4. Proceedings Pending Appeal

On October 19, 2020, Petitioner filed a motion to stay removal pending the resolution of his petition for review, which this court granted. On May 3, 2021, this court, at the government's request, vacated in part the BIA's decision and remanded the matter for the BIA to clarify its reasoning in finding that Petitioner had not meaningfully addressed the IJ's denial of deferral of removal under CAT, and if necessary, to make a determination on the merits of said relief. On August 31, 2022, the IJ denied Petitioner's application for CAT deferral and ordered him removed to Brazil. Consequently, Petitioner and the government jointly requested that we rescind the stay of removal previously issued. As a result, on October 3, 2022, we lifted the stay. Soon after, Petitioner was removed to Brazil, where he remains. Thus, the only live issue before us is the Brazilian conviction's validity for immigration purposes.

II. Standard of Review

“Where, as here, ‘the BIA adopts and affirms an IJ's decision, we review the IJ's decision to the extent of the adoption, and the BIA's decision as to [any] additional ground.’ ” López-Pérez v. Garland, 26 F.4th 104, 110 (1st Cir. 2022) (alteration in original) (quoting Sunoto v. Gonzales, 504 F.3d 56, 59-60 (1st Cir. 2007)). We review factual findings for substantial evidence, which we accept as true “unless the record is such as to compel a reasonable factfinder to reach a contrary conclusion.” Dorce v. Garland, 50 F.4th 207, 212 (1st Cir. 2022) (quoting Mazariegos-Paiz v. Holder, 734 F.3d 57, 64 (1st Cir. 2013)). Questions of law are reviewed de novo, with some deference given to the agency's reasonable interpretation. Id.

III. Discussion

Petitioner argues that his Brazilian conviction was in absentia and that both the IJ and BIA erred in determining that said conviction is valid for immigration purposes, thus barring him from obtaining asylum, withholding of removal, and cancellation of removal. Even without an in absentia finding, Petitioner argues that his Brazilian conviction is nevertheless invalid for immigration purposes either because the proceedings were fundamentally deficient -- a “travesty of justice” -- or because the trial judge was politically motivated. We discern no error.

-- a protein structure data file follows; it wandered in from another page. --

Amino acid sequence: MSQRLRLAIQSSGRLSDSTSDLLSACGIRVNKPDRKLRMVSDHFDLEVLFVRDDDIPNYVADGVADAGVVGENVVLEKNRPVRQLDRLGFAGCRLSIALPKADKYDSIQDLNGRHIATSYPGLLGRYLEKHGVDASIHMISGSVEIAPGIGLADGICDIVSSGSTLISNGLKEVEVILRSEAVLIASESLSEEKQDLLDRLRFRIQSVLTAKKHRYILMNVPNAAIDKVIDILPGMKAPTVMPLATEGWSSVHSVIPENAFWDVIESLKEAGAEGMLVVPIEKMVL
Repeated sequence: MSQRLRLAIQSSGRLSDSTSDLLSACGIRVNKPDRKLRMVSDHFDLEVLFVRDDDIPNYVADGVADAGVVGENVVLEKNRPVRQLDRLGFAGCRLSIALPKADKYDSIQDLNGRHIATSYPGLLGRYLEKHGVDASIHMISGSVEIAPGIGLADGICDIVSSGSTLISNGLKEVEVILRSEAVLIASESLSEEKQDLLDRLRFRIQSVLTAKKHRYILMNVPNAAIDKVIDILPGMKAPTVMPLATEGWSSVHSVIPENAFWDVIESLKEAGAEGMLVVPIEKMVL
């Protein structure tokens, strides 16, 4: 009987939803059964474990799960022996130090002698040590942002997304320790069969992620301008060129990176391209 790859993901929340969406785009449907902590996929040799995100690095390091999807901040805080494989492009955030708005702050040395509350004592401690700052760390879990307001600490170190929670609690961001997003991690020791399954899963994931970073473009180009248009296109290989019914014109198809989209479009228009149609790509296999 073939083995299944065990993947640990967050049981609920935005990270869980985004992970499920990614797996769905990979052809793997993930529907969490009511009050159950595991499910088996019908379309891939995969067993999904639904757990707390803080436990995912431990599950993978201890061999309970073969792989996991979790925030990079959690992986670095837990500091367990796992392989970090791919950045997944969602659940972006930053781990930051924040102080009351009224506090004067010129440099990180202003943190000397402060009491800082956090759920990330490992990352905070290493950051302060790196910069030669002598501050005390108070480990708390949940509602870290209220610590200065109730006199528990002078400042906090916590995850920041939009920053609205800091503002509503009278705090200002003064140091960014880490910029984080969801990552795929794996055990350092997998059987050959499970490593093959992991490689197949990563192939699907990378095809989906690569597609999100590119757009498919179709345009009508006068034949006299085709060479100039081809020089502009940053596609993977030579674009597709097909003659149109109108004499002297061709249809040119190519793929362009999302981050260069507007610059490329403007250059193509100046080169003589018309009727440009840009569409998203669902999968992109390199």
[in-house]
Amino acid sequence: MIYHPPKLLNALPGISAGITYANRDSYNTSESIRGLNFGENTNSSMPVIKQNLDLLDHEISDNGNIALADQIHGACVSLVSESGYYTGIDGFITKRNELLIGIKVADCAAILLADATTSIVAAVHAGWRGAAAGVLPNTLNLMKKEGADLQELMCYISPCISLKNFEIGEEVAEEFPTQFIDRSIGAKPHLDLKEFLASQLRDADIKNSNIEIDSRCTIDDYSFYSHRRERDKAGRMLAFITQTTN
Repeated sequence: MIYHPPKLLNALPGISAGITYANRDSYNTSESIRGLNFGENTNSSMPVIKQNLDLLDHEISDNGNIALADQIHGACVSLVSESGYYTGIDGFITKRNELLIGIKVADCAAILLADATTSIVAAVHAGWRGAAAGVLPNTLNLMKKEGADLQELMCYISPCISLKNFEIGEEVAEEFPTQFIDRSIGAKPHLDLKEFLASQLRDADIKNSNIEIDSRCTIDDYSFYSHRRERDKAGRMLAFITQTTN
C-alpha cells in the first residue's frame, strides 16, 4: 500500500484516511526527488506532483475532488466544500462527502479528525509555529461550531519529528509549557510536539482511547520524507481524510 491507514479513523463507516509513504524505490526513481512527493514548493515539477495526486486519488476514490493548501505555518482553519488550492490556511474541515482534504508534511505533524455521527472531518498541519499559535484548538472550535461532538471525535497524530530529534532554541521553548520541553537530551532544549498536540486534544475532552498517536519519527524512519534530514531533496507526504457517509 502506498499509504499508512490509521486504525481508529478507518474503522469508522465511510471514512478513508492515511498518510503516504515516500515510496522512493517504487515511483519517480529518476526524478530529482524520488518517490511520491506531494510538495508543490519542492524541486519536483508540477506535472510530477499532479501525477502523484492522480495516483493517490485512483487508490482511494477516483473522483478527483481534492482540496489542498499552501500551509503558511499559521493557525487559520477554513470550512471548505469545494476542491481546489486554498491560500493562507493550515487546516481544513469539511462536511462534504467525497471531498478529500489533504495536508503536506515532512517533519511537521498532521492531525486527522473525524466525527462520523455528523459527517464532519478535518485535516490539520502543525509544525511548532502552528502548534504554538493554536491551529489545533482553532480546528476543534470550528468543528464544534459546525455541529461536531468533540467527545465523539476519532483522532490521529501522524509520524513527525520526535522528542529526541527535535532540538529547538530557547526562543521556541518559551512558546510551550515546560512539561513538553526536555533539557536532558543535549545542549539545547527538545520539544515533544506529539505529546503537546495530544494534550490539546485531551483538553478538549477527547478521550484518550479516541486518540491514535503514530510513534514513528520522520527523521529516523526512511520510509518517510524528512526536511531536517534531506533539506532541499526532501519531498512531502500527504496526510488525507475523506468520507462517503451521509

A. Statutory Prerequisites for Relief

To qualify for asylum, an applicant must demonstrate that he or she has not been convicted of a particularly serious crime. See 8 U.S.C. § 1158(b)(2)(A)(ii). Moreover, the statute provides that an applicant “who has been convicted of an aggravated felony shall be considered to have been convicted of a particularly serious crime.” 8 U.S.C. § 1158(b)(2)(B)(i); see also 8 U.S.C. § 1231(b)(3)(B). An aggravated felony is a “crime of violence ․ for which the term of imprisonment is at least “one year.” 8 U.S.C. § 1101(a)(43)(F). The same statutory bars apply to an applicant who seeks withholding of removal. See DeCarvalho v. Garland, 18 F.4th 66, 69-70 (1st Cir. 2021); 8 U.S.C. § 1231(b)(3)(B)(ii). Similarly, a noncitizen is ineligible for cancellation of removal if he or she has been convicted of an aggravated felony or a crime involving moral turpitude. See Soto-Vittini v. Barr, 973 F.3d 20, 21 (1st Cir. 2020) (“A permanent resident convicted of an ‘aggravated felony’ after admission is not only removable under the INA, ․ but also ineligible for cancellation of removal.” (quoting 8 U.S.C. §§ 1227(a)(2)(A)(iii), 1229b(a))). Petitioner conceded before the IJ that his foreign conviction, if found to be valid, constitutes an aggravated felony and a particularly serious crime that statutorily bars the relief sought (except for CAT deferral, which was denied on other grounds as explained supra). Given the foregoing concession, and after weighing the evidence, the IJ ultimately found the conviction to be valid, statutorily barring Petitioner from relief. We discern no error.